Are you still deciding on your choices?

  4. #4
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    Quote Originally Posted by Beth
    Now, how do you know you will begin in April? Of course, I would have thought I'd be done now, but I can't seem to get ahead enough to know when we will start. I thought I wa ready to order cabinets and go a couple fo days ago, then I saw some in a display and decided I didn't like the finish. I'm going to check out 2 more. The finish on the cabinets and the countertops go hand in hand for me. I see some folks order cabinets and then decide on counters, but I have to put it all together.

    Are you still deciding on your choices?
    We were supposed to start in a couple of weeks! We picked our contractor in the Fall and he gave us a vague start date of Jan/Feb. With Bill traveling extensively and then the holidays we didn't do a darn thing about planning the kitchen. The guy called me in the beginning of January and said he'd be ready to start in about 3 weeks. YIKES!!!! EEEK!!! We're not ready!!!! That really galvanized us into action and we've been going full steam ahead with planning ever since. I just talked to him the other day though and told him we are nowhere near ready for him to start (even if we ordered cabinets tomorrow they wouldn't be in for weeks) and could he do another job and then get back to us? He had another client that he could move up to our spot and thought he'd be done with that job by April and in the meantime he's going to continue to work with us on the rest of the planning. One of the things we like about him is that he only does one job at a time so when he's working on yours he's all yours, not running off to do 3 other jobs at the same time. I think by April we should have everything pretty well nailed down and be comfortable with what it's all going to look like and how much it's going to cost us. *Gulp*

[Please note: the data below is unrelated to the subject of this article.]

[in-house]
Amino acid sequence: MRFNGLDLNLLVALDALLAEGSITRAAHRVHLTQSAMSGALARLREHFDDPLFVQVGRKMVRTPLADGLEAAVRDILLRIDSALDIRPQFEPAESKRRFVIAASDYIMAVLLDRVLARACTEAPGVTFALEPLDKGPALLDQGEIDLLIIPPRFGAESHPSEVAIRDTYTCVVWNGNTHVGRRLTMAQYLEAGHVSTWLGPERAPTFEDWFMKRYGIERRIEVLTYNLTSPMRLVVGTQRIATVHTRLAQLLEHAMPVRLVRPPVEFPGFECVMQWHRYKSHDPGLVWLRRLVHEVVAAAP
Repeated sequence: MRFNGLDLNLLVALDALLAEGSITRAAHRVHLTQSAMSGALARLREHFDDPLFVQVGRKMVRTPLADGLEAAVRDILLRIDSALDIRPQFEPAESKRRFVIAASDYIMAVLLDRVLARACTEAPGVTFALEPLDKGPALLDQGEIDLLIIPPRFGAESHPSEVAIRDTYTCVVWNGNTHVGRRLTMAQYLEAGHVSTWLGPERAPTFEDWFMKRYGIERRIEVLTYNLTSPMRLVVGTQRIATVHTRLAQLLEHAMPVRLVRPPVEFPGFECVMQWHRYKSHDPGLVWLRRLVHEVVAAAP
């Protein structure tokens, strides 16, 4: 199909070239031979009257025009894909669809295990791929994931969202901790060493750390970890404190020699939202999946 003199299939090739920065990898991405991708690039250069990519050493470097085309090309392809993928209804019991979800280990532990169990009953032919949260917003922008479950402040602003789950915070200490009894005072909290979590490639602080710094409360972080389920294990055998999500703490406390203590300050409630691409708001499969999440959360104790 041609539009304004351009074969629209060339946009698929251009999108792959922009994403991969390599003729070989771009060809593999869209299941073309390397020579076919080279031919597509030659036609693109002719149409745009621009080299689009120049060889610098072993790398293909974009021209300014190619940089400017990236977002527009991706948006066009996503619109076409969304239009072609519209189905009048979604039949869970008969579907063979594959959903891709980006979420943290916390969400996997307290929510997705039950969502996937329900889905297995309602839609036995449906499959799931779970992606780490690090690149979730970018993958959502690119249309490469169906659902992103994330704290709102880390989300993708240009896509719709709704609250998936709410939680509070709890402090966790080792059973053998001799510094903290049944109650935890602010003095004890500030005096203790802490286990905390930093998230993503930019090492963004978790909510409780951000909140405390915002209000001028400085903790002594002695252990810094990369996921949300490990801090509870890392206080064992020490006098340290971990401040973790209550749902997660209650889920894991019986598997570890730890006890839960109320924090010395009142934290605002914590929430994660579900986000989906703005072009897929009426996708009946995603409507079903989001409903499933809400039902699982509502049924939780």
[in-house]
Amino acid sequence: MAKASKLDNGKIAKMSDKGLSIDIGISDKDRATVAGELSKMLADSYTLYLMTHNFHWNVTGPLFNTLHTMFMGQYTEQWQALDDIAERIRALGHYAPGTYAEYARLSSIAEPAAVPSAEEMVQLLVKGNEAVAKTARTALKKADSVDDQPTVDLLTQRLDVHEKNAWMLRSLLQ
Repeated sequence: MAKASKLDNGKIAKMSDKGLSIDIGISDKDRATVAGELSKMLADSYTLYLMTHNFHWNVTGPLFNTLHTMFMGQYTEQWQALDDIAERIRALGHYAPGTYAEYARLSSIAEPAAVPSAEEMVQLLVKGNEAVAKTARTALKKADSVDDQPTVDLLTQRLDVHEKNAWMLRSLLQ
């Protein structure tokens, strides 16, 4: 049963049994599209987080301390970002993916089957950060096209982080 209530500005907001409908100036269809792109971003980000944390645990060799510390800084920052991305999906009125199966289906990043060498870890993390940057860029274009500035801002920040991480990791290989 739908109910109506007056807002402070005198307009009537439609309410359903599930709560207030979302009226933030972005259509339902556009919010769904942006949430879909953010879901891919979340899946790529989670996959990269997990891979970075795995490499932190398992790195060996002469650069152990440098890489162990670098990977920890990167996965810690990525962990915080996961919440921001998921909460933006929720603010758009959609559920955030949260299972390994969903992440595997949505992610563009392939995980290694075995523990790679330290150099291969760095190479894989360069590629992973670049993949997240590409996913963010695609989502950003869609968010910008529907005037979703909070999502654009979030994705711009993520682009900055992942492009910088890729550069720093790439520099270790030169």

Linda

    When I stand before God at the end of my life, I would hope that I would not have a single bit of talent left and I could say “I used everything you gave me.”

    Erma Bombeck

  5. #5
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    I always thought granite was really porous. I know on the gardenweb post the person said nothing was sinking in, but it sounds like that countertop is still relatively new. If I were you, I'd put a few drops of wine on both sides of the brushed granite and let it sit for 2-3 days just to see what it looks like. Then put a drop on each side and leave it overnight and then an hour or two. The best scenario would be to talk to someone who has had brushed granite for at least a year.